Saturday Night Special. Gun enthusiasts understand this as any kind of cheap handgun. Others know it as a song from Lynyrd Skynyrd. But preachers employ this term for messages written the night before a Sunday morning service. Now, most of the pastors I speak with don’t usually begin and end their sermon writing on Saturday, but many of them work on their messages all the way up to Saturday night. I don’t. My routine is to write the guts of my message by Tuesday and finish it all by noon Wednesday. I edit my manuscript down to a preaching outline by Thursday morning. That’s it. I don’t even see or think about my sermon until I read it aloud on Saturday night. I like this routine. In fact, I made it a point to shift to message prep which terminated early in the week instead of late. I did so by drawing a line in my week where I said I would not work on my sermon anymore. Let me give you three reasons to consider drawing a line in your week when it comes to completing your message prep.
It puts the right hours on the right things
Many preachers think they need time later in the week to “fine tune” their message in order to improve the sermon from a 60 to a 90. In all likelihood, those extra hours only enhance the message from 80 to an 82. In other words, the improvement isn’t monumental but incremental. And when you consider how much time invested in the second half of the week for sermon prep…including Saturday…it’s just not worth the investment. The message won’t improve as dramatically as you think. But drawing a line in your week is a guardrail that allows you to better steward your time as not only a preacher but a leader. So instead of spending 8-10 hours later in the week to move your message incrementally, free up those hours to impact your church monumentally. Put the right hours on the right things.
QUESTION: What hours are you giving your sermon that you should be giving to something else in your church?
It makes a statement about your priorities outside of preaching
Drawing a line in your week makes you available to the things most important to you outside of preaching. Take family as an example. I don’t spend evenings with my sermon. I spend evenings with my family. Finishing my sermon earlier in the week makes a statement to my wife and kids that they are a priority. Being available to my sermon at the beginning of the week means I’m available to my family on nights and weekends. When I’m with my family I’m truly with them. I’m not thinking about illustrations when I see my kid pitch at his Little League game. I don’t wonder how I’ll intro my message when I’m out to eat with my wife. Drawing a line in my week makes a statement just as much about my life as a husband, father, and friend as it does for my life as a preacher.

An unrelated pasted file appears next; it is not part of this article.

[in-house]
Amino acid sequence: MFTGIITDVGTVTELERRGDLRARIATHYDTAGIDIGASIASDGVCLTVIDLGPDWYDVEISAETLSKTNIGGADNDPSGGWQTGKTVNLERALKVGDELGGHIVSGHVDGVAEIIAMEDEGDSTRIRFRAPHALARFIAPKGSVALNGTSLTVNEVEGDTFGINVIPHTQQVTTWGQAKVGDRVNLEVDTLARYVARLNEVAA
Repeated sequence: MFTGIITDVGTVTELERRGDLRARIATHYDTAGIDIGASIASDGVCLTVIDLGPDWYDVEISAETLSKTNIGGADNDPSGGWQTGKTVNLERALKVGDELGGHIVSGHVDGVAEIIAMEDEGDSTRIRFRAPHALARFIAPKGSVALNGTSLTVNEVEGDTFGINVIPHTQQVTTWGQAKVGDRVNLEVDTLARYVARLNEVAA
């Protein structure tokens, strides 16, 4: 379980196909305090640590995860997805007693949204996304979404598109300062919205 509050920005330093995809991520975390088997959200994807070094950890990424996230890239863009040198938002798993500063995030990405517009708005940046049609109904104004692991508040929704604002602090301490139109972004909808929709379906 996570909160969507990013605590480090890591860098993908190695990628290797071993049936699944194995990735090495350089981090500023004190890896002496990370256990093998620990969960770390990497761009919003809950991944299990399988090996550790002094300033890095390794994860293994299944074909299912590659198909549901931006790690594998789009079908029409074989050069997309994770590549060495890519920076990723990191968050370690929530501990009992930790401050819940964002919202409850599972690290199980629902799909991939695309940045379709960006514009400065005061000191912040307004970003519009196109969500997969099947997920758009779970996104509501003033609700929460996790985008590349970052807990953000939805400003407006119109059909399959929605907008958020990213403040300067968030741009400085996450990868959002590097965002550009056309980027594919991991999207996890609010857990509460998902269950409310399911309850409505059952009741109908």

QUESTION: What does your current sermon preparation routine say about your other priorities?
It gives you time to work on the ‘how’ of your sermon
Far too often preachers work on the what of their sermon at the expense of the how of their sermon. Unfortunately, hours if not days are given to developing content for a message while mere minutes are given to the delivery of that content. But drawing a line in your week can encourage you to give at least some thought to your sermon’s delivery. If, for example, your line is Wednesday noon for the sermon’s what, you still have quite a bit of time (without running into the weekend) to think through the sermon’s how. And believe me, the how of a message is a big deal.
QUESTION: How much of your sermon preparation is focused on your delivery?
Give it a try. Draw a line in your week. Tell yourself that the sermon prep, for all intents and purposes, is done when you get to that line. You’ll be tempted to blow past it. Excuses ad infinitum. But for your sake, your family’s sake, and your church’s sake consider not only drawing a line in your week…but sticking to it. Let Saturday Night Specials be the rare exception instead of the norm. You’ll be better for it. And so will your family and your church.